Edinburgh, 1827. The infamous body snatchers Burke and
Hare are at large, and the local prostitutes dull their fears
with cheap whisky. When the Doctor and Evelyn stumble upon
one of the most lurid yet illuminating chapters in British
history, the Time Lord's interest in the work of a dedicated
scientist quickly turns sour...
a real sense of the Doctor (Colin Baker) and Evelyn (Maggie
Stables) starting over in their relationship at the beginning
of this adventure, following their "trial separation" during
Arrangements for War. Light-hearted banter about the
TARDIS being "the woman" in the Doctor's life only
reinforces the comparison of the two Doctors' relationship
to that of a romantically entwined couple.
But Evelyn soon has cause to question her travelling companion
once again, when they land in 19th-century Edinburgh and the
Time Lord shows a grisly fascination for the exploits of William
Burke (Kevin O'Leary) and Billy Hare (Tom Farrelly). Thank
goodness the director/producer Gary Russell persuaded the
writer, newcomer Robert Ross, to move away from his original
idea, which concerned the legend of Jack the Ripper, because
that subject has already been dealt with in the Virgin New
Adventure, The Pit and BBC Books' Matrix. As it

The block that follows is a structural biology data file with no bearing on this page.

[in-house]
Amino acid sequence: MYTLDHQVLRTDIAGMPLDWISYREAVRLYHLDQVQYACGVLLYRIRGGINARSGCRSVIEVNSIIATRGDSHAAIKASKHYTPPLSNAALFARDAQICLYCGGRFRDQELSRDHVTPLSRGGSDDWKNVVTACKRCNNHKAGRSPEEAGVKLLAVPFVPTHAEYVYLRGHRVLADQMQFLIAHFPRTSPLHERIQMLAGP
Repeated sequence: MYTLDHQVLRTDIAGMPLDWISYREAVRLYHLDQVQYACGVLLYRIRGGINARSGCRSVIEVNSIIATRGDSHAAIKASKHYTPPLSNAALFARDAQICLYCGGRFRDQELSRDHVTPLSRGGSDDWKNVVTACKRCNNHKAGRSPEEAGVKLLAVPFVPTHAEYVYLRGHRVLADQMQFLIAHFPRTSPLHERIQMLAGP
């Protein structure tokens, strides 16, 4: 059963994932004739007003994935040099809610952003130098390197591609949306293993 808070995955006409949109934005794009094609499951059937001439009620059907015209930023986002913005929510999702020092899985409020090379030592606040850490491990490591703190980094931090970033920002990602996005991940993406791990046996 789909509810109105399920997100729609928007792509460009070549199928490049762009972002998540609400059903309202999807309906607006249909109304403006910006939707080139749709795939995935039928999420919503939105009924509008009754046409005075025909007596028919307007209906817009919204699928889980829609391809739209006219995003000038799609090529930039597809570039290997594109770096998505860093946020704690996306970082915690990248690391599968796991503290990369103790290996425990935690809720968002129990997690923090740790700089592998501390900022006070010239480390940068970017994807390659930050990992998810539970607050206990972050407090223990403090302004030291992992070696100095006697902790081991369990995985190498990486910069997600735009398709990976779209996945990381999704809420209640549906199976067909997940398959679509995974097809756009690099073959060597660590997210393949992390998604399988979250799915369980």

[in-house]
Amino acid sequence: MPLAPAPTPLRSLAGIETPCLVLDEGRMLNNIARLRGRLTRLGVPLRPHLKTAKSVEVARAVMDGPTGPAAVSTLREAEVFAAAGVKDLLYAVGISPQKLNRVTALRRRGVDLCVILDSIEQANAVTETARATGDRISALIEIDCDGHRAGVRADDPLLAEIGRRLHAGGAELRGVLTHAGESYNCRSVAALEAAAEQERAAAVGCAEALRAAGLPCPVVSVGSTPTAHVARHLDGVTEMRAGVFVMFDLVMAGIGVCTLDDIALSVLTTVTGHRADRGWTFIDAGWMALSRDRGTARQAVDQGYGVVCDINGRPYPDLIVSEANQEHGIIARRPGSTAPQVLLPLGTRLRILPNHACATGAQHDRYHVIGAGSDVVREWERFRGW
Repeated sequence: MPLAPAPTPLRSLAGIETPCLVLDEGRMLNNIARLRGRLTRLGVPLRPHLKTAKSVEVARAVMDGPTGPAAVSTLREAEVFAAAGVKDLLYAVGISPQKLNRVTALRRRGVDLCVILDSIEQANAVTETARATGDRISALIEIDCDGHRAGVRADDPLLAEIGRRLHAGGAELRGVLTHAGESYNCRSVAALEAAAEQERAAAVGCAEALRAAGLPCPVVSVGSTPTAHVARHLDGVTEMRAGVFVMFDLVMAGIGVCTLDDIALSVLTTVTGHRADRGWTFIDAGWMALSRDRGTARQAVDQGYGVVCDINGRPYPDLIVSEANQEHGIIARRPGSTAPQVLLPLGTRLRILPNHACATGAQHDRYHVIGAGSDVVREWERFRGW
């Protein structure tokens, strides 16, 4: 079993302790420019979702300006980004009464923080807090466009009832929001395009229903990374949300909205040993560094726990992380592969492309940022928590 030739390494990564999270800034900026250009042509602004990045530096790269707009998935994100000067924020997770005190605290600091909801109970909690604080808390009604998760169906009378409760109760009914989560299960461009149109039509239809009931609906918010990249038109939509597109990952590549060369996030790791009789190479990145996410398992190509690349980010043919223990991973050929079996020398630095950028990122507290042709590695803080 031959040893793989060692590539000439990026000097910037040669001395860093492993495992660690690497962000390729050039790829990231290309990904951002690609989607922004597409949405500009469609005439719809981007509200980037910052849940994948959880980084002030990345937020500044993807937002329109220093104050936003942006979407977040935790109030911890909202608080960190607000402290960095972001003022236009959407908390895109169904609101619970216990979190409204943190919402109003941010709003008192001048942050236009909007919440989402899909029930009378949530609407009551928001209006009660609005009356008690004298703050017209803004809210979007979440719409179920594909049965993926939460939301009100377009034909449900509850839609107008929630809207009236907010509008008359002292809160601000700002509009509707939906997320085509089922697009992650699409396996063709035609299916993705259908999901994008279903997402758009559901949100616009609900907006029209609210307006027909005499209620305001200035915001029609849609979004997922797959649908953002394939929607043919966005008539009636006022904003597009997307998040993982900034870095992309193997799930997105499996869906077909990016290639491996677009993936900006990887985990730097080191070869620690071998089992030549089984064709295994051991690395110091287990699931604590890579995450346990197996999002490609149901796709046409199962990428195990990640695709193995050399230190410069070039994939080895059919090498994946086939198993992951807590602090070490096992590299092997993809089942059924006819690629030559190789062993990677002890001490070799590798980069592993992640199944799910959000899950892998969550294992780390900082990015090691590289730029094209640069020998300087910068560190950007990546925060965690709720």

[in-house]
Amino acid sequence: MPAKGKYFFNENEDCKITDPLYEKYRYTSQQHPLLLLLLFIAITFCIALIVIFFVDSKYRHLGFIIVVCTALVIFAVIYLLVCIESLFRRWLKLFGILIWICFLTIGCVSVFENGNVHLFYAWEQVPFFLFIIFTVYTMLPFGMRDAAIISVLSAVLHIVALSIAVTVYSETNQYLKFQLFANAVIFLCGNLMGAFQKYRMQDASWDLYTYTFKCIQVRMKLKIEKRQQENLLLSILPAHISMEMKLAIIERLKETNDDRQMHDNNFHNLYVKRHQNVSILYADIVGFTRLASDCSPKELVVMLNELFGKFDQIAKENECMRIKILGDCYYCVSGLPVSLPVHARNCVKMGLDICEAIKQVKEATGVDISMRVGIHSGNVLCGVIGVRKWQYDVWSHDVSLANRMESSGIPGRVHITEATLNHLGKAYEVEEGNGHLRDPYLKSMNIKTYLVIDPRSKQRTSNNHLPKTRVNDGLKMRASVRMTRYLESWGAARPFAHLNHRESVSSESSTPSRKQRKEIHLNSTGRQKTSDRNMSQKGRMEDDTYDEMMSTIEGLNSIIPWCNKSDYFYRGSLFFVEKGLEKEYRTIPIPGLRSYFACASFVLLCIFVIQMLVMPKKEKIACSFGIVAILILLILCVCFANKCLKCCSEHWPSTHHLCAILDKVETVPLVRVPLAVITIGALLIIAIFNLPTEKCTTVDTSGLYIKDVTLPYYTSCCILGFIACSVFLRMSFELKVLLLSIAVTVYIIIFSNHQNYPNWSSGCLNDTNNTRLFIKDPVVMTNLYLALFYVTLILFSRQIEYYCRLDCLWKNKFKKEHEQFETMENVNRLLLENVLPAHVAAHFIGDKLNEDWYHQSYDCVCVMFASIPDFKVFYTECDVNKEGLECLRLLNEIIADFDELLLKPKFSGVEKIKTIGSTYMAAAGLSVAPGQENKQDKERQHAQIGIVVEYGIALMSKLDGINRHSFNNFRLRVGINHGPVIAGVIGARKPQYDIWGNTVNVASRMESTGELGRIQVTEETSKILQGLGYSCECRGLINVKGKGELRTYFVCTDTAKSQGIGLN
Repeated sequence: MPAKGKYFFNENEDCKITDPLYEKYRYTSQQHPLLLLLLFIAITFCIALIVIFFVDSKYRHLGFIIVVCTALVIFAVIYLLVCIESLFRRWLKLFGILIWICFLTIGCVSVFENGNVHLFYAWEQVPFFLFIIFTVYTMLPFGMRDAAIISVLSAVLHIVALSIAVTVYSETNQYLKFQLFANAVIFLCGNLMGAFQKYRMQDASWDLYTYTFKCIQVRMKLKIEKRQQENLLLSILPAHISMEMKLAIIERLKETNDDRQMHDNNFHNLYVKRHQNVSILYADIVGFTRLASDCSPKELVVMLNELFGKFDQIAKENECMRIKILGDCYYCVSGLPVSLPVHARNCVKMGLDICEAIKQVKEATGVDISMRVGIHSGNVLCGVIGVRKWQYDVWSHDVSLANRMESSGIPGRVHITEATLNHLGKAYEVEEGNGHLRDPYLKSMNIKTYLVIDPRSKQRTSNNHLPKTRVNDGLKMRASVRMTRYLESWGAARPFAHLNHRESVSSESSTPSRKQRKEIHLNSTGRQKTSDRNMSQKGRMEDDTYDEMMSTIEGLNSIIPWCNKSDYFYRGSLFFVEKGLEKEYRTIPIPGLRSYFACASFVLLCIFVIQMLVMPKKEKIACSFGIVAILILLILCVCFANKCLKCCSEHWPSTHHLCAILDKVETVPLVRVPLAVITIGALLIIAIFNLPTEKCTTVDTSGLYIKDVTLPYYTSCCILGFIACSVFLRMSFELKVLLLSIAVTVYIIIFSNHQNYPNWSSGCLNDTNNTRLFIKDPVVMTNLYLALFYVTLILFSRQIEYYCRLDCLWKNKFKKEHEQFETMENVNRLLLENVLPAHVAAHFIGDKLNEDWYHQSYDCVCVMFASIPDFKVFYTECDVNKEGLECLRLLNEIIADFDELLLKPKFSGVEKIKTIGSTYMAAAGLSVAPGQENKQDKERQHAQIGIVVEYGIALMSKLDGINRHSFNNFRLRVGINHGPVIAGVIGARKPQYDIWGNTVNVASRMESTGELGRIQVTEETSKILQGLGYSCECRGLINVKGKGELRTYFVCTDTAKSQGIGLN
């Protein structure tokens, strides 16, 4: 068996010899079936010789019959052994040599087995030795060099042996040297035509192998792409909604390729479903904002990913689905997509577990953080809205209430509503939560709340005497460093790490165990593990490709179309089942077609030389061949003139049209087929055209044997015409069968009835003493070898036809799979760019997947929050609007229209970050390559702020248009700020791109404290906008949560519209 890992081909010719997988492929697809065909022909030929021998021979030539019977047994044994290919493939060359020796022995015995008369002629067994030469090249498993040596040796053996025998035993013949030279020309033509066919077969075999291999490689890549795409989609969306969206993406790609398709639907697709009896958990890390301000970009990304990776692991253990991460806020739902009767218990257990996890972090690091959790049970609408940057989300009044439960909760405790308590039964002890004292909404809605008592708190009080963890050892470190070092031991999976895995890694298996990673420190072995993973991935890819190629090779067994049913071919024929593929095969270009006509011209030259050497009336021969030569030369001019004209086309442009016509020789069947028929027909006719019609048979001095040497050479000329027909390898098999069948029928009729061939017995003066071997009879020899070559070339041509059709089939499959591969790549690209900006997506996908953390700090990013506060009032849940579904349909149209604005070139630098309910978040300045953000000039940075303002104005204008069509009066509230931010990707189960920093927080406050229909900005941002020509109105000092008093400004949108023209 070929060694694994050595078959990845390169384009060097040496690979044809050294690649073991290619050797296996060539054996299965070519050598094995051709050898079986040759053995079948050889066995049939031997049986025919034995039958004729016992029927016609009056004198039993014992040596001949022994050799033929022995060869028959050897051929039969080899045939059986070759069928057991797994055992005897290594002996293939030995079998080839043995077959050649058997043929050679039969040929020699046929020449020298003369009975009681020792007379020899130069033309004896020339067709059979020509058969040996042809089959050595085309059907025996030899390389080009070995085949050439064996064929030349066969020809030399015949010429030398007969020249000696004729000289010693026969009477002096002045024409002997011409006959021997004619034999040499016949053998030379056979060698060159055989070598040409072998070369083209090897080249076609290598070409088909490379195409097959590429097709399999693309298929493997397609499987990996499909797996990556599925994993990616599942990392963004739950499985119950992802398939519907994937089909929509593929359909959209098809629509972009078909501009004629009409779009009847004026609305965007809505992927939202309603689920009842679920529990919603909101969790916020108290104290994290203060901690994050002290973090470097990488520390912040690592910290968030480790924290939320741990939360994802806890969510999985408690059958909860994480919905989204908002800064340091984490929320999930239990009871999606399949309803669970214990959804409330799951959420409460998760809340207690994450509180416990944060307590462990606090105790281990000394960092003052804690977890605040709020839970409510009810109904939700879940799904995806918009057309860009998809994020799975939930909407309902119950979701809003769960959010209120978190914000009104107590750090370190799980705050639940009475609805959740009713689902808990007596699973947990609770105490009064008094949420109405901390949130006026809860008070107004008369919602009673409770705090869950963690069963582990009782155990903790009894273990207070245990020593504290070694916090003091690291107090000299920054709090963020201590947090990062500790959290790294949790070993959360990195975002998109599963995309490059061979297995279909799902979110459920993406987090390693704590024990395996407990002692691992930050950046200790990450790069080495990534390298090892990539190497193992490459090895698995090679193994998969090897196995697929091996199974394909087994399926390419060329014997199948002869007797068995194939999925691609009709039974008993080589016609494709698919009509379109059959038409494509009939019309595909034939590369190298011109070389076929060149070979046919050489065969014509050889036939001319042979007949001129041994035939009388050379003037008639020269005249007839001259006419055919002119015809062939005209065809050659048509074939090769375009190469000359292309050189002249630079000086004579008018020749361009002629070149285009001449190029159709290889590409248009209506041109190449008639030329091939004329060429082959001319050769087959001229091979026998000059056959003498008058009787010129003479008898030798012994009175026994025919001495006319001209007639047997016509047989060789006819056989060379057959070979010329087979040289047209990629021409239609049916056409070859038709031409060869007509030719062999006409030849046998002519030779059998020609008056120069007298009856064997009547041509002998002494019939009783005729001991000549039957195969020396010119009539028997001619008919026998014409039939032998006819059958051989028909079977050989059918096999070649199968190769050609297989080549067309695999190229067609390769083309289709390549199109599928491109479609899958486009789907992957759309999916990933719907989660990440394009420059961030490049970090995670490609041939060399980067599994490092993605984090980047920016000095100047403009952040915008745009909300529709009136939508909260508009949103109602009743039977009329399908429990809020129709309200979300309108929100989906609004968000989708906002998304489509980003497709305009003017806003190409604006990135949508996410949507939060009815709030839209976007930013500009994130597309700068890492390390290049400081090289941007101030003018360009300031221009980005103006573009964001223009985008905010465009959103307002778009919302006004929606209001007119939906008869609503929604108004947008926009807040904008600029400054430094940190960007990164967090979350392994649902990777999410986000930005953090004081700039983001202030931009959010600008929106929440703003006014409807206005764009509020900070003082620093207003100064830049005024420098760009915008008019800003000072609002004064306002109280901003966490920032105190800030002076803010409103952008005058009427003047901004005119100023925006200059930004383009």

happens, the chosen setting fits the pragmatic Sixth Doctor
like a glove, as he celebrates the scientific advances that
were made possible by the body snatchers' work.
the other historical figures that the time-travellers encounter
is one "Daft" Jamie (not to be confused with the Second Doctor's
long-serving companion, Jamie McCrimmon). David Tennant, who
plays the recurring role of Agent Galanar in the Dalek
Empire series, is virtually unrecognisable as the local
undoubted star of the show, however, is Leslie Phillips as
Dr Robert Knox. Perhaps this story should have been called
Doctor in Trouble! Though the script has its fair share
of darkly comical moments (which is hardly surprising, since
the writer is a leading expert on British comedy), Phillips
mostly plays it straight - and very nasty indeed.
The adventure's historical background is fascinating enough
in its own right, so if anything I was ever so slightly disappointed
when the tale twisted into more of a time-warp story, akin
to Carnival of Monsters with a bit of The War Games
balance, though, I have little hesitation in prescribing Medicinal
Purposes. Take one episode each evening before you go
to bed until the course is finished. If symptoms persist,
listen to it again.
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